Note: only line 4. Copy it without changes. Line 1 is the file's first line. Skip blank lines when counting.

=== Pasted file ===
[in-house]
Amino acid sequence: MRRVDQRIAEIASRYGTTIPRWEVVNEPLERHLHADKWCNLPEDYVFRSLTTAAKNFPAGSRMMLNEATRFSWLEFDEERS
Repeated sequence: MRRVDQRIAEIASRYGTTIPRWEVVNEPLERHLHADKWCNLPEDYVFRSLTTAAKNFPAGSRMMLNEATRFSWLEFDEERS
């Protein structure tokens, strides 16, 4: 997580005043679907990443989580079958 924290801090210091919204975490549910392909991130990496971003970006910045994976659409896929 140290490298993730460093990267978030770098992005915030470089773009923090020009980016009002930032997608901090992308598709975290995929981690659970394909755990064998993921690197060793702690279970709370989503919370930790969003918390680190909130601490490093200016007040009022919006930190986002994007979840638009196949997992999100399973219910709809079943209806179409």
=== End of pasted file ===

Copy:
């Protein structure tokens, strides 16, 4: 997580005043679907990443989580079958 924290801090210091919204975490549910392909991130990496971003970006910045994976659409896929 140290490298993730460093990267978030770098992005915030470089773009923090020009980016009002930032997608901090992308598709975290995929981690659970394909755990064998993921690197060793702690279970709370989503919370930790969003918390680190909130601490490093200016007040009022919006930190986002994007979840638009196949997992999100399973219910709809079943209806179409």